The Evolution of F. Scott Fitzgerald’s Signature: From 5 Years Old to 21

Fun fact about F. Scott Fitzger­ald: he was a ter­ri­ble speller. No, real­ly. And his gram­mar was­n’t much bet­ter. Lit­er­ary crit­ic Edmund Wil­son described his debut nov­el This Side of Par­adise (find in our Free eBooks col­lec­tion) as “one of the most illit­er­ate books of any mer­it ever pub­lished.” Hem­ing­way couldn’t spell either, and nei­ther could Faulkn­er. With­out the patient revi­sion of great edi­tors like Maxwell Perkins, much of the prose of these Amer­i­can mas­ters may well have been unread­able. Nov­el­ists are artists, not gram­mar­i­ans, and their man­u­script quirks—of spelling, hand­writ­ing, gram­mat­i­cal mistakes—can often reveal a great deal more about them than the typ­i­cal read­er can glean from clean, type­set copies of their work.

Take, for exam­ple, the evo­lu­tion of Fitzgerald’s sig­na­ture (above). From the labored scrawls of a five year-old, to the prac­ticed script of an eleven-year-old school­boy, to the exper­i­men­tal teenaged pos­es, we see the let­ter­ing get loos­er, more styl­ized, then tight­en up again as it assumes its own mature iden­ti­ty in the con­fi­dent­ly ele­gant near-cal­lig­ra­phy of the 21-year-old Fitzgerald–an evo­lu­tion that traces the writer’s cre­ative growth from uncer­tain but pas­sion­ate youth to dis­ci­plined artist. Alright, maybe that’s all non­sense. I’m no expert. The prac­tice of hand­writ­ing analy­sis, or graphol­o­gy, is gen­er­al­ly a foren­sic tool used to iden­ti­fy the marks of crim­i­nal sus­pects and detect forg­eries, not a min­dread­ing tech­nique, although it does get used that way. One site, for exam­ple, pro­vides an analy­sis of one of Fitzgerald’s 1924 let­ters to Carl Van Vecht­en. From the minute char­ac­ter­is­tics of the Gats­by novelist’s script, the ana­lyst divines that he is “cre­ative,” “artis­tic,” and appre­ci­ates the fin­er things in life. Col­or me a lit­tle skep­ti­cal.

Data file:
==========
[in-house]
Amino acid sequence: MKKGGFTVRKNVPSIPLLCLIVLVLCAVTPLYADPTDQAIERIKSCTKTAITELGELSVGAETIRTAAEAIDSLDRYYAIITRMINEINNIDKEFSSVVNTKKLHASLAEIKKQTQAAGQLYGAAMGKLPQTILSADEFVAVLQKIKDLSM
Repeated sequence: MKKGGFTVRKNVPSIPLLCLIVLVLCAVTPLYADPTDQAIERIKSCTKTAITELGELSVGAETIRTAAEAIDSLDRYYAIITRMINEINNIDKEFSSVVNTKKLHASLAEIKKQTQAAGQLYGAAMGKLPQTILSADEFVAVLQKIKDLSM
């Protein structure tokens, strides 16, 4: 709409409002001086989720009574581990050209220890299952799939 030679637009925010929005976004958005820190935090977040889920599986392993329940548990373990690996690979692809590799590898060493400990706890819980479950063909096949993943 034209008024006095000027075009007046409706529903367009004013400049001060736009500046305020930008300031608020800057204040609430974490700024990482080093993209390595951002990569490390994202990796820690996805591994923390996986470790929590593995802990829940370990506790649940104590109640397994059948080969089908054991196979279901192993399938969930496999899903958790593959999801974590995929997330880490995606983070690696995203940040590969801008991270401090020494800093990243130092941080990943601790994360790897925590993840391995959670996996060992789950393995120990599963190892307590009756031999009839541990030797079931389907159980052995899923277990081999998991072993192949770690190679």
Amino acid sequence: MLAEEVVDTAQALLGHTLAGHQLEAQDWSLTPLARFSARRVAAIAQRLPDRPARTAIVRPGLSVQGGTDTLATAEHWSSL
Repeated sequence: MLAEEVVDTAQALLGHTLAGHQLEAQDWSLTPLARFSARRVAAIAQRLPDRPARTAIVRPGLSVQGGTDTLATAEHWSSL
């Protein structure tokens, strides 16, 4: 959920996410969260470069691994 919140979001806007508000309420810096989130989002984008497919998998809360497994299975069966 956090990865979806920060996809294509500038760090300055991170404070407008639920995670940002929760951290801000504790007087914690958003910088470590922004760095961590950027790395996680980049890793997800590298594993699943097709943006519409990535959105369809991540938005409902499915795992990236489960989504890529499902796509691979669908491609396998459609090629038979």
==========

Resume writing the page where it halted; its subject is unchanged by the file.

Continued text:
But maybe there is some­thing to my the­o­ry of Fitzgerald’s grow­ing matu­ri­ty and self-con­scious cer­tain­ty as evi­denced by his sig­na­tures. He pub­lished This Side of Par­adise to great acclaim three years after the final sig­na­ture above. In the pri­or sig­na­tures, we see him strug­gling for con­trol as he wrote and revised an ear­li­er unpub­lished nov­el called The Roman­tic Ego­tist, which Fitzger­ald him­self told edi­tor Perkins was “a tedious, dis­con­nect­ed casse­role.” The out­sized, extrav­a­gant let­ter­ing of the artist in his late teens is noth­ing if not “roman­tic.” But Fitzger­ald achieved just enough con­trol in his short life to write a ver­i­ta­ble trea­sure chest of sto­ries (many bril­liant and some just plain sil­ly) and a hand­ful of nov­els, includ­ing, of course, the one for which he’s best known. Most of the rest of the time, as most every­one knows, he was kind of a mess.

Try a lit­tle ama­teur hand­writ­ing analy­sis of your own on the last sen­tence of The Great Gats­by, writ­ten in Fitzger­ald’s own hand below a por­trait of the writer by artist Robert Kas­tor.

And for an added treat, watch jour­nal­ist and sports­writer Bill Nack recite the final lines of Gats­by to his friend Roger Ebert. “Gats­by believed in the green light…”

via I always want­ed to be a Tenen­baum

Josh Jones is a doc­tor­al can­di­date in Eng­lish at Ford­ham Uni­ver­si­ty and a co-founder and for­mer man­ag­ing edi­tor of Guer­ni­ca / A Mag­a­zine of Arts and Pol­i­tics.

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